Environmental, social and governance (ESG) standards are an increasingly prominent way of measuring an organisation’s transparency and accountability. Regulators are taking ESG aspects into account in their decision-making processes and they are also a useful framework identifying short-, medium- and long-term risks as well as opportunities.
From the aviation industry’s point of view though, the environmental element of the ESG framework can seem like a challenge that is simultaneously very large but also a long way from day-to-day activity. With COVID-19 and all the other hurdles that the aviation industry has faced over the last few years, it can be tempting to think that the climate and environmental crises can always be next year’s challenge.
Postponing action could come with significant risk. With ESG considerations moving up the public and regulatory agenda globally, the risk of climate-related litigation is growing.1 It could be that 2023 is the best opportunity to enhance practices, improve efficiency and protect reputations.
There has tended to be an assumption that the risk of climate-related litigation is mostly on the shoulders of the carbon majors in oil and gas, and that aviation, which is estimated to only contribute around 2.5% of all human-induced CO2 emissions2, is relatively low on the list of sectors that could face legal enforcement, particularly given that the industry is already enhancing its practices3.
It should be pointed out however, that as the gap between the developed and the developing world narrows, the demand for air travel is likely to increase. This could mean that aviation begins to make a larger contribution to global energy-related CO2 emissions right at the point where scrutiny is increasing and other sectors are reducing their contributions.
Some of the climate-related litigation is not simply about loss and damage, but seeking to enforce behaviour change. As a result, there could be a situation where major airport expansion projects that are either planned or in progress to meet the increasing demand for air travel find themselves challenged in court.
The question of environmental responsibility is being dealt with in different ways in different parts of the world. For some, particularly in Europe, it is high on the corporate agenda not least because the relatively tight regulatory system makes the potential for enforcement very real. Elsewhere, regulatory regimes have tended to be lighter touch, but it may not be safe to assume that this will continue to be the situation given the sheer volume of cases that are currently making their way through courts globally.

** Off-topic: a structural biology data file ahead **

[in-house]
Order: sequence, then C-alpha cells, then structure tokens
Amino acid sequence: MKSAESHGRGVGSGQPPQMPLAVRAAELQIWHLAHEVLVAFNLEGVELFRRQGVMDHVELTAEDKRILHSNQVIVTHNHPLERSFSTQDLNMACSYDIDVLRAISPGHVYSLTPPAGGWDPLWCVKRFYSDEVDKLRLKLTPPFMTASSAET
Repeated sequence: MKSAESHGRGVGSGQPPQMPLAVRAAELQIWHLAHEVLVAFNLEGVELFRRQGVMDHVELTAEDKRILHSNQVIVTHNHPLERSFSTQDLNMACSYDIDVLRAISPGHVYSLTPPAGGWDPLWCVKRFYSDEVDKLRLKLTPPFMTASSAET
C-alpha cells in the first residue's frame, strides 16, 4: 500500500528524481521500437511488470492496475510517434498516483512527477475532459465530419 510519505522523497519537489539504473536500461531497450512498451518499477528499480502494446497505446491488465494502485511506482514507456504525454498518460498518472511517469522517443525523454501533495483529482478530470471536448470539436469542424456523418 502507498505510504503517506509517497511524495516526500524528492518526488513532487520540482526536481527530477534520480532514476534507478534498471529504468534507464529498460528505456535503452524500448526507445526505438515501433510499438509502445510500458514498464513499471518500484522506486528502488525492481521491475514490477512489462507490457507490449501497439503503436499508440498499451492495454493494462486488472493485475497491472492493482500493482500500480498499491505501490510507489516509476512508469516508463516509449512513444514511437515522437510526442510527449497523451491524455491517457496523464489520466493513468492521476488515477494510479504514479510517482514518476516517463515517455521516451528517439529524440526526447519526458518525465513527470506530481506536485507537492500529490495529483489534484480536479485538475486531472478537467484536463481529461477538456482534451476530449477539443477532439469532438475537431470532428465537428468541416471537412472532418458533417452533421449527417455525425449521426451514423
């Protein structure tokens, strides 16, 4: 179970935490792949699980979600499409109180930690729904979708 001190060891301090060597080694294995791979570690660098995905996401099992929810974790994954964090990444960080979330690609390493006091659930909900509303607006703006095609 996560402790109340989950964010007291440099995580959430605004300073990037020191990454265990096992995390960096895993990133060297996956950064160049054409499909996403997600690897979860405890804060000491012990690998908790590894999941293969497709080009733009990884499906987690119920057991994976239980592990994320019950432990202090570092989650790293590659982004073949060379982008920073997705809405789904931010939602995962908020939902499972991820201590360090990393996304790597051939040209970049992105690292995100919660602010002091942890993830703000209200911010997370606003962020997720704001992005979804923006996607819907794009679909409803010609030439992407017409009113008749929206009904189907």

According to a recent report by Clyde & Co., a global corporate law firm that specialises in insurance, transport, energy, infrastructure, and trade and commodities, the political debate around ESG commitments is intensifying and there are several new regulations coming into effect. As a result, there is potential for an increase in ESG-related regulatory activity and shareholder actions against companies and their leadership teams in the near term.4
This suggestion is backed-up by a recent report by the Centre for Climate Change Economics and Policy (CCCEP), an educational hub that brings together researchers on climate change economics and policy, which suggested that while it is hard to predict how the legal landscape will evolve, “…the increase in litigation against agricultural companies may suggest that other high emitting sectors such as heavy-duty industry (e.g. steel and cement), textiles, shipping and aviation may be the next targets for litigants”.5
This is a complex and fast evolving area, but from a risk perspective, exposure to climate liability could be moving from a question of if to a question of when. As ever, the first step to mitigating risk efficiently is to understand the exposure.
1 Why 2023 will be a watershed year for climate litigation
2 Climate change and flying: what share of global CO2 emissions come from aviation?
3 Commitment to Fly Net Zero
4 ESG claims under D&O policies will increase significantly in 2023
5 Global trends in climate change litigation 2022